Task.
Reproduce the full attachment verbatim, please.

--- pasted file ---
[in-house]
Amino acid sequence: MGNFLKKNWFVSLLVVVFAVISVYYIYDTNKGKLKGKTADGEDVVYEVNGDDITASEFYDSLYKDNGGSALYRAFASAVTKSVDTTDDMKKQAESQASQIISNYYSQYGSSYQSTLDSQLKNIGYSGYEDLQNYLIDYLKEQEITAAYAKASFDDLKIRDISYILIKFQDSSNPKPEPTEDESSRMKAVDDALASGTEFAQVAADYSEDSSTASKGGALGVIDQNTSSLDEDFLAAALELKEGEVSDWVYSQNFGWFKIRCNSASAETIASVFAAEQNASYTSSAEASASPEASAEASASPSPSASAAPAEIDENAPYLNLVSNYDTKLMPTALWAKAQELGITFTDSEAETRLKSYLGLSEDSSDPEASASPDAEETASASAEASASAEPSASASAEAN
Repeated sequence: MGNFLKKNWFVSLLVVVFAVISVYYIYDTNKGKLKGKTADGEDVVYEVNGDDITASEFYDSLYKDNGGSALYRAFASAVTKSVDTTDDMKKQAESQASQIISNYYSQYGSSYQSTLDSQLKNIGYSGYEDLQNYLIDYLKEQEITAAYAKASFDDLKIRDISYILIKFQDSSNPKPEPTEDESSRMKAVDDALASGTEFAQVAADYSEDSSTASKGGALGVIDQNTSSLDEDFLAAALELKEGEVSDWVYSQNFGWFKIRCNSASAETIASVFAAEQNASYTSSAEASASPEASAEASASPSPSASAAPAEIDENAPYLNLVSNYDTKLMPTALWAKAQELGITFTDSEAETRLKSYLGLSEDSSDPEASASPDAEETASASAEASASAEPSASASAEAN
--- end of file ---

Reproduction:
[in-house]
Amino acid sequence: MGNFLKKNWFVSLLVVVFAVISVYYIYDTNKGKLKGKTADGEDVVYEVNGDDITASEFYDSLYKDNGGSALYRAFASAVTKSVDTTDDMKKQAESQASQIISNYYSQYGSSYQSTLDSQLKNIGYSGYEDLQNYLIDYLKEQEITAAYAKASFDDLKIRDISYILIKFQDSSNPKPEPTEDESSRMKAVDDALASGTEFAQVAADYSEDSSTASKGGALGVIDQNTSSLDEDFLAAALELKEGEVSDWVYSQNFGWFKIRCNSASAETIASVFAAEQNASYTSSAEASASPEASAEASASPSPSASAAPAEIDENAPYLNLVSNYDTKLMPTALWAKAQELGITFTDSEAETRLKSYLGLSEDSSDPEASASPDAEETASASAEASASAEPSASASAEAN
Repeated sequence: MGNFLKKNWFVSLLVVVFAVISVYYIYDTNKGKLKGKTADGEDVVYEVNGDDITASEFYDSLYKDNGGSALYRAFASAVTKSVDTTDDMKKQAESQASQIISNYYSQYGSSYQSTLDSQLKNIGYSGYEDLQNYLIDYLKEQEITAAYAKASFDDLKIRDISYILIKFQDSSNPKPEPTEDESSRMKAVDDALASGTEFAQVAADYSEDSSTASKGGALGVIDQNTSSLDEDFLAAALELKEGEVSDWVYSQNFGWFKIRCNSASAETIASVFAAEQNASYTSSAEASASPEASAEASASPSPSASAAPAEIDENAPYLNLVSNYDTKLMPTALWAKAQELGITFTDSEAETRLKSYLGLSEDSSDPEASASPDAEETASASAEASASAEPSASASAEAN